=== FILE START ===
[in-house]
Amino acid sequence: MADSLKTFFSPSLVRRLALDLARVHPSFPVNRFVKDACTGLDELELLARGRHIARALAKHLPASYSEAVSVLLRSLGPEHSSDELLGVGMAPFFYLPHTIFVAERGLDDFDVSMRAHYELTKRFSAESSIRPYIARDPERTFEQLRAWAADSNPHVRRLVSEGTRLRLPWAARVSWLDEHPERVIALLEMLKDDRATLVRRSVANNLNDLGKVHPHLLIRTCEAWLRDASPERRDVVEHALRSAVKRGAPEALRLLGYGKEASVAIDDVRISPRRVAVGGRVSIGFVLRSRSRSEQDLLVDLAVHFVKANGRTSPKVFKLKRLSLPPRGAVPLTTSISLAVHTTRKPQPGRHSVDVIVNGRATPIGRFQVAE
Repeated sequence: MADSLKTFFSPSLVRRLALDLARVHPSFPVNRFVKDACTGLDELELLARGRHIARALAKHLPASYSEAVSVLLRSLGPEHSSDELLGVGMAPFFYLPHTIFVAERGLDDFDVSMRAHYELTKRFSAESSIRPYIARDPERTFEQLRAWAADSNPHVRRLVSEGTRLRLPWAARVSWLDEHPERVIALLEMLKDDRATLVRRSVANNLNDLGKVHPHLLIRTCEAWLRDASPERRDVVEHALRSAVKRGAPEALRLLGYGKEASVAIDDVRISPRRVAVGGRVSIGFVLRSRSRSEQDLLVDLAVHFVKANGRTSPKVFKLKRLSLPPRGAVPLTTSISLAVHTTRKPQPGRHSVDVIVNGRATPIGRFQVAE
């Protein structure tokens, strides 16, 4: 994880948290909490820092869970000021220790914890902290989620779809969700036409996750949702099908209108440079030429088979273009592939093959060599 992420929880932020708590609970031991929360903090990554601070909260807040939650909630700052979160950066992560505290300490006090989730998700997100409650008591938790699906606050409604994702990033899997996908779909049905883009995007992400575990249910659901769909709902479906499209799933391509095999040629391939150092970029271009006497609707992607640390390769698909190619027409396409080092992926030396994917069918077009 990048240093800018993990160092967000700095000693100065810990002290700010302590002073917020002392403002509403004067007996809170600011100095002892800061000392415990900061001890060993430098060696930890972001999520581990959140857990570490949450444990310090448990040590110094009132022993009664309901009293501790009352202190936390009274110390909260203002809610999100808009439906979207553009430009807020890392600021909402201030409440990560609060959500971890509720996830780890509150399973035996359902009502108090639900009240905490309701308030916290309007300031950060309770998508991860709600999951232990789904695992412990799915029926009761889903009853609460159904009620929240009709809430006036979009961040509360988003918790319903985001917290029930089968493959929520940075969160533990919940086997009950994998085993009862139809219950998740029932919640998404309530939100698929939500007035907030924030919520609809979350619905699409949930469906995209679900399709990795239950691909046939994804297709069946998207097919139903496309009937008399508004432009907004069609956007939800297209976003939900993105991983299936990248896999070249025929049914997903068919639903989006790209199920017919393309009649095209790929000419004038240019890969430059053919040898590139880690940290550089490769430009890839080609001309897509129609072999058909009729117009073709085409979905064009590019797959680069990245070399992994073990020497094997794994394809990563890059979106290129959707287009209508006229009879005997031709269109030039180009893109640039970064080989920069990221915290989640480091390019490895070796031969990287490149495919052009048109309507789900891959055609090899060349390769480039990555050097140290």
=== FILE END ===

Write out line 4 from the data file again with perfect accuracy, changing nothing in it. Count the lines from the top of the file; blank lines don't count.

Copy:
């Protein structure tokens, strides 16, 4: 994880948290909490820092869970000021220790914890902290989620779809969700036409996750949702099908209108440079030429088979273009592939093959060599 992420929880932020708590609970031991929360903090990554601070909260807040939650909630700052979160950066992560505290300490006090989730998700997100409650008591938790699906606050409604994702990033899997996908779909049905883009995007992400575990249910659901769909709902479906499209799933391509095999040629391939150092970029271009006497609707992607640390390769698909190619027409396409080092992926030396994917069918077009 990048240093800018993990160092967000700095000693100065810990002290700010302590002073917020002392403002509403004067007996809170600011100095002892800061000392415990900061001890060993430098060696930890972001999520581990959140857990570490949450444990310090448990040590110094009132022993009664309901009293501790009352202190936390009274110390909260203002809610999100808009439906979207553009430009807020890392600021909402201030409440990560609060959500971890509720996830780890509150399973035996359902009502108090639900009240905490309701308030916290309007300031950060309770998508991860709600999951232990789904695992412990799915029926009761889903009853609460159904009620929240009709809430006036979009961040509360988003918790319903985001917290029930089968493959929520940075969160533990919940086997009950994998085993009862139809219950998740029932919640998404309530939100698929939500007035907030924030919520609809979350619905699409949930469906995209679900399709990795239950691909046939994804297709069946998207097919139903496309009937008399508004432009907004069609956007939800297209976003939900993105991983299936990248896999070249025929049914997903068919639903989006790209199920017919393309009649095209790929000419004038240019890969430059053919040898590139880690940290550089490769430009890839080609001309897509129609072999058909009729117009073709085409979905064009590019797959680069990245070399992994073990020497094997794994394809990563890059979106290129959707287009209508006229009879005997031709269109030039180009893109640039970064080989920069990221915290989640480091390019490895070796031969990287490149495919052009048109309507789900891959055609090899060349390769480039990555050097140290």